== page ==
In many bank heists, there is an outside team and an “inside man.” The title of the 2006 movie Inside Man is a nod to this feature of heists. So while the sales reps for the software vendor and the consulting firm is the outside man — IT decision makers are the inside man, or their willing accomplice.  

The best way to break into something is to find someone who can be bought who is already inside. If you can compensate them, they can let you in after hours, without having to actually break in.

Accepting Information for Bad Sources

IT in the vast majority of cases does not look for independent entities to advise them. IT departments do not want their favorite vendors and consulting companies fact-checked. This same pattern applies to both SAP and Oracle, but let us keep it to SAP for the sake of simplicity.

  1. SAP immediately points the customer to several partners.
  2. A partner selection commences and there is a winner.
  3. SAP sets up the partner as the goto trusted advisor. It is like they are assigned a dance partner

Recently someone at a client told me..

“SAP and Deloitte both sat there and lied to them.”

But there is a problem in this interpretation. The clear implication in the statement is that SAP and Deloitte are separate.

They are not.

Deloitte’s SAP practice is a consulting arm of SAP. Deloitte and SAP jointly coordinate against the customer. If SAP is negotiating with the customer and shares information with Deloitte, Deloitte will immediately share that information with SAP, to score brownie points and to allow SAP to gain the upper hand in the negotiation. All of the SAP consulting partners complete to show themselves as more compliant than others to SAP. SAP distributes various goodies (referrals, ramp up programs) to the partners that do the best job kissing up to SAP. And SAP is to never be questioned, only promoted.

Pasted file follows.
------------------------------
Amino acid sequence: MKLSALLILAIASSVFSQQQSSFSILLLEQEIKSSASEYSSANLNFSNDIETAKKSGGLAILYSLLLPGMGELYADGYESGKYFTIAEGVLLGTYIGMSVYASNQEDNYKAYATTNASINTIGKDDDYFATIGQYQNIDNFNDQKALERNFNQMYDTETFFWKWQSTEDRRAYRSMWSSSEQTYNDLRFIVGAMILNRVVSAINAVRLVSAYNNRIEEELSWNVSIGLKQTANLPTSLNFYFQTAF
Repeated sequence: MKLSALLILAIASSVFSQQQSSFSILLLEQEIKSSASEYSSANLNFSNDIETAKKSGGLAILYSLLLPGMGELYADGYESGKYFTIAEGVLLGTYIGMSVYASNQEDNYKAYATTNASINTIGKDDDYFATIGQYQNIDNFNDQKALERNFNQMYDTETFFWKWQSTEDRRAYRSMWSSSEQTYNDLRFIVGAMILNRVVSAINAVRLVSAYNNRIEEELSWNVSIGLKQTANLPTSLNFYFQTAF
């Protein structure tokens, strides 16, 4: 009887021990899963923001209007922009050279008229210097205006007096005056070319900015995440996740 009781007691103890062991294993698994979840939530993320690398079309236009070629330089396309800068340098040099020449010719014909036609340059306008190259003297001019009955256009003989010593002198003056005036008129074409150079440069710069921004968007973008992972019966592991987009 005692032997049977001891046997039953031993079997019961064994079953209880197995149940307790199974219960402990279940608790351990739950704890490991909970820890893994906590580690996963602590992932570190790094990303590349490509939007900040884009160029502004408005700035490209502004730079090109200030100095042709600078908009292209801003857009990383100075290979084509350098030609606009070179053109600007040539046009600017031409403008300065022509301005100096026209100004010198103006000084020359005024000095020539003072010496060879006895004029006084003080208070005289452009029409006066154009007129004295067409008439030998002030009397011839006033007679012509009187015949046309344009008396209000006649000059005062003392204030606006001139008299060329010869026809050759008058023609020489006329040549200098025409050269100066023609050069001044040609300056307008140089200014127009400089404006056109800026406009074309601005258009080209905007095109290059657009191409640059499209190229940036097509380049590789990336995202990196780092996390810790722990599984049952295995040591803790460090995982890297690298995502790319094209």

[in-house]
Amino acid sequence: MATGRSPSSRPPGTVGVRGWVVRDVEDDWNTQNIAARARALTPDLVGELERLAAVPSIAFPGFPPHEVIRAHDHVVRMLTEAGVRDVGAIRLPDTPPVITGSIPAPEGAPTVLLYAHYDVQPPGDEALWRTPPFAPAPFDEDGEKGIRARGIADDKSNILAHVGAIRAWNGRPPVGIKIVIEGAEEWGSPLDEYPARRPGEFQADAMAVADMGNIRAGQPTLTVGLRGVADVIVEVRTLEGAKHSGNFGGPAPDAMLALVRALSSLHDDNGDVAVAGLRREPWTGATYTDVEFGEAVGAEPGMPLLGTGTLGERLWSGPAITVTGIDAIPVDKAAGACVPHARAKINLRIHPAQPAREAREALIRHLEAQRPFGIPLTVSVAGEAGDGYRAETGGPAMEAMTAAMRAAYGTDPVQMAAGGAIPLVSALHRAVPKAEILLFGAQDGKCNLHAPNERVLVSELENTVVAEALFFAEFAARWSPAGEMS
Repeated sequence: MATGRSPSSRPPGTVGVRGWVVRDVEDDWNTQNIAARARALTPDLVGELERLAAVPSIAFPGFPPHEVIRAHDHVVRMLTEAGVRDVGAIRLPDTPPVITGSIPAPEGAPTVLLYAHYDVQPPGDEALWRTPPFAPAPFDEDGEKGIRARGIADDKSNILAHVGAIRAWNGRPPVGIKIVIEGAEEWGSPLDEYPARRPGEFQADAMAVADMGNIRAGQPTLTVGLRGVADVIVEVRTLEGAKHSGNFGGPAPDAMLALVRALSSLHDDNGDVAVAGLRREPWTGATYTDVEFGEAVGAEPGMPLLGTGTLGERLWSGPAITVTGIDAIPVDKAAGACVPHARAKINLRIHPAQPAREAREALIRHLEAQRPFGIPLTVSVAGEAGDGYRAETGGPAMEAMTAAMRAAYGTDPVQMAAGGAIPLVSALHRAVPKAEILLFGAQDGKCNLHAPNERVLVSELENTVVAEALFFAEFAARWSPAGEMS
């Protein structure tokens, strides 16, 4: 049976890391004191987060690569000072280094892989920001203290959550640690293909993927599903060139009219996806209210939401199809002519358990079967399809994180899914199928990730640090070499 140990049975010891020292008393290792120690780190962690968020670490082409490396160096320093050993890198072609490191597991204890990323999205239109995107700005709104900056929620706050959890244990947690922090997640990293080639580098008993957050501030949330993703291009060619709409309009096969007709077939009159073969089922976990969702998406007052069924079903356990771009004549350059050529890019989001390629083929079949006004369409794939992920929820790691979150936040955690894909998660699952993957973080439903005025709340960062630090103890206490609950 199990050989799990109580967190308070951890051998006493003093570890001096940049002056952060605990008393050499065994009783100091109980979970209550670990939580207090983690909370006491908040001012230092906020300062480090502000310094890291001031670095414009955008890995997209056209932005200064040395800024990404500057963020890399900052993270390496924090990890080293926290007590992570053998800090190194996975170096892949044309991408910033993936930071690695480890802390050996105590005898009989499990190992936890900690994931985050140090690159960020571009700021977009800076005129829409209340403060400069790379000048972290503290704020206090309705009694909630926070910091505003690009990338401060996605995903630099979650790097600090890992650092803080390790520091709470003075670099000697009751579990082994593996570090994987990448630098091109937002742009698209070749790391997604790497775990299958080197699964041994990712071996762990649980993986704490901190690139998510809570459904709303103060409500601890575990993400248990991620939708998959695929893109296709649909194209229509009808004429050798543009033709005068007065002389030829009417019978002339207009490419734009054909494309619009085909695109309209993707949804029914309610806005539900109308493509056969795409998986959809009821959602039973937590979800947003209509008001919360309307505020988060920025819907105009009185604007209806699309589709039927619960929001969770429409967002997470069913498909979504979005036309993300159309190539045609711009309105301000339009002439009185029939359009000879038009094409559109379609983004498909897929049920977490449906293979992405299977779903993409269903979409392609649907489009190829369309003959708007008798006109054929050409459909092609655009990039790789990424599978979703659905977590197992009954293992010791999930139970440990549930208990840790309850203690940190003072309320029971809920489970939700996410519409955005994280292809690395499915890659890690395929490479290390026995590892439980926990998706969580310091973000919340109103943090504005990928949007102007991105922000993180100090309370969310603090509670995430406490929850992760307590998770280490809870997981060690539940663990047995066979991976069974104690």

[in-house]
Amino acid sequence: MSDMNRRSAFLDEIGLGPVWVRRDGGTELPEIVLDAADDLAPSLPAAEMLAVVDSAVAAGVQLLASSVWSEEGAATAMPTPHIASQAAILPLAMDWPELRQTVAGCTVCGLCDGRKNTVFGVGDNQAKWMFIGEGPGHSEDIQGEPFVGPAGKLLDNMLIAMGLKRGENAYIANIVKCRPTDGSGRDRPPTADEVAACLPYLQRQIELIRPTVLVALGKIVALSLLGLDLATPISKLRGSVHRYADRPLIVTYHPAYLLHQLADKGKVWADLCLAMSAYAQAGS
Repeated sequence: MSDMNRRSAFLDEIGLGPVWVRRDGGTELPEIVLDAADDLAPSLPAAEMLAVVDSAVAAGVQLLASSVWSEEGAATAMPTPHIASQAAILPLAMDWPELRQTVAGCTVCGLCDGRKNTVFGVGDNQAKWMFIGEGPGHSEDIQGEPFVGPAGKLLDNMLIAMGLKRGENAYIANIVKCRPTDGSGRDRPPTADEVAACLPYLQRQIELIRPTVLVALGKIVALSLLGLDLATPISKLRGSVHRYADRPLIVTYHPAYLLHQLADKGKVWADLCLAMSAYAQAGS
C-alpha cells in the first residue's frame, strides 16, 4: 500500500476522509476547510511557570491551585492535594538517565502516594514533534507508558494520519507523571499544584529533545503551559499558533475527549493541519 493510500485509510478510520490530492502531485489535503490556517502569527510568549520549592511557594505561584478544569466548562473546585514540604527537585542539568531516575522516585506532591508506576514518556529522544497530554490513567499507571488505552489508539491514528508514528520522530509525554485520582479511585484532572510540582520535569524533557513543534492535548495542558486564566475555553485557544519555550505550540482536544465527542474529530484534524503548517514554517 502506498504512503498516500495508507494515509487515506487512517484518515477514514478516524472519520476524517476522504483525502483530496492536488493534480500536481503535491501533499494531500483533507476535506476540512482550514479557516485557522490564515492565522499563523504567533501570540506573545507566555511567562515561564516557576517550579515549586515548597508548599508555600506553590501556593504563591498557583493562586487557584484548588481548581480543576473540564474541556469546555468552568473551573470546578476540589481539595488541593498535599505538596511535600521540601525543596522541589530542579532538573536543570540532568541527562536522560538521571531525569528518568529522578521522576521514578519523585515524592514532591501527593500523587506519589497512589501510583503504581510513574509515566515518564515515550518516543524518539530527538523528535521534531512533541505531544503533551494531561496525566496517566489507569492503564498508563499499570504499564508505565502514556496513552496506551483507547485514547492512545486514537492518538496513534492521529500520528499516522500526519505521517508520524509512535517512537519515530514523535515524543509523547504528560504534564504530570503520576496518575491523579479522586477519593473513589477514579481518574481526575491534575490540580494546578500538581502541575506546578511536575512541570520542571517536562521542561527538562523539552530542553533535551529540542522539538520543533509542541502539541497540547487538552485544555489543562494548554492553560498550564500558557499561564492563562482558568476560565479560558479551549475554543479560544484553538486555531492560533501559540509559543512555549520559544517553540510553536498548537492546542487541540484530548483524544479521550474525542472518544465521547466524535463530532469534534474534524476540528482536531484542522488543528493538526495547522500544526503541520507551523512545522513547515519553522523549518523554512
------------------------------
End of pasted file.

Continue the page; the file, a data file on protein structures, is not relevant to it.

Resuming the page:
And there are no repercussions for lying or being caught lying.

A System Rigged Against Companies and Business Users

This is the problem. SAP and their consulting partners rig information against these customers. Neither of them provides accurate information, and the customer is repeatedly fooled that these are good sources of information.

The extent of mind control is simply bizarre. Customers will catch SAP or Deloitte lying to them…..in fact, I point these lies out to multiple clients, but in the end, they say..

“These are the sources we have selected.”

So they live with the lying.

Outcomes do not matter to them much except for the appearance of outcomes. Resume building and vendor relationships and comfort level are all higher priorities.

Our Exposure

We repeatedly tell companies not to buy applications that they go ahead and buy anyway, in part because IT does not care if the solution is good for the company. They are in our experience buying items that they can place on their resume or that allows them to strengthen their relationship with a vendor.

Employing companies are a big part of this by making the job market so insecure that the employee or executive feels they have to put their interests ahead of the company that they work for.

The Problem of Corruption in IT Matches That in US Politics

  • This video explains the problems with the US political system.
  • With some slight adjustments, it can be used to explain a similar problem in the IT industry.

The Problem With the US Political System

In shorthand, the US political system has been hacked by monied interests who have succeeded in converting a government that was supposed to have a degree to participation to where the participation is facia. The fascia of participation is maintained because, without a facia, the system would lose its legitimacy, which is, of course, a major part of its power.

The video does a superb job of showing that the percentage of the electorate that favors a law being passed has no correlation with whether it is passed. This is because legislation is passed based upon financial power.